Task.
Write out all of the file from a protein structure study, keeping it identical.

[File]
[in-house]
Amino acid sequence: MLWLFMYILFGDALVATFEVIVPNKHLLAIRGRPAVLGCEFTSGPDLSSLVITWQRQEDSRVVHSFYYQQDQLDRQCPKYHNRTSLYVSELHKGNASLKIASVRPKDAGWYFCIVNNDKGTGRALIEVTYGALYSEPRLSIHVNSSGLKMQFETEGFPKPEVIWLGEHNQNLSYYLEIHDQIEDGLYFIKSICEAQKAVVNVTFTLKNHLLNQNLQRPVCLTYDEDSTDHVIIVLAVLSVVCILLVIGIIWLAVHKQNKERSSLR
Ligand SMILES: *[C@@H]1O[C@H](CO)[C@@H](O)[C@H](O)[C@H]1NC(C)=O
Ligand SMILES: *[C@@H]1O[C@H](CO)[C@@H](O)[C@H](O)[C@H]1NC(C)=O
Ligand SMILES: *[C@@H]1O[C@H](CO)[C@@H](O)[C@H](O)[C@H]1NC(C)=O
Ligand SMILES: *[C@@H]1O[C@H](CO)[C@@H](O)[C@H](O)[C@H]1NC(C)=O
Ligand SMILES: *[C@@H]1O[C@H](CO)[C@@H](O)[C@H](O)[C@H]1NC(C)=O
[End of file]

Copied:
[in-house]
Amino acid sequence: MLWLFMYILFGDALVATFEVIVPNKHLLAIRGRPAVLGCEFTSGPDLSSLVITWQRQEDSRVVHSFYYQQDQLDRQCPKYHNRTSLYVSELHKGNASLKIASVRPKDAGWYFCIVNNDKGTGRALIEVTYGALYSEPRLSIHVNSSGLKMQFETEGFPKPEVIWLGEHNQNLSYYLEIHDQIEDGLYFIKSICEAQKAVVNVTFTLKNHLLNQNLQRPVCLTYDEDSTDHVIIVLAVLSVVCILLVIGIIWLAVHKQNKERSSLR
Ligand SMILES: *[C@@H]1O[C@H](CO)[C@@H](O)[C@H](O)[C@H]1NC(C)=O
Ligand SMILES: *[C@@H]1O[C@H](CO)[C@@H](O)[C@H](O)[C@H]1NC(C)=O
Ligand SMILES: *[C@@H]1O[C@H](CO)[C@@H](O)[C@H](O)[C@H]1NC(C)=O
Ligand SMILES: *[C@@H]1O[C@H](CO)[C@@H](O)[C@H](O)[C@H]1NC(C)=O
Ligand SMILES: *[C@@H]1O[C@H](CO)[C@@H](O)[C@H](O)[C@H]1NC(C)=O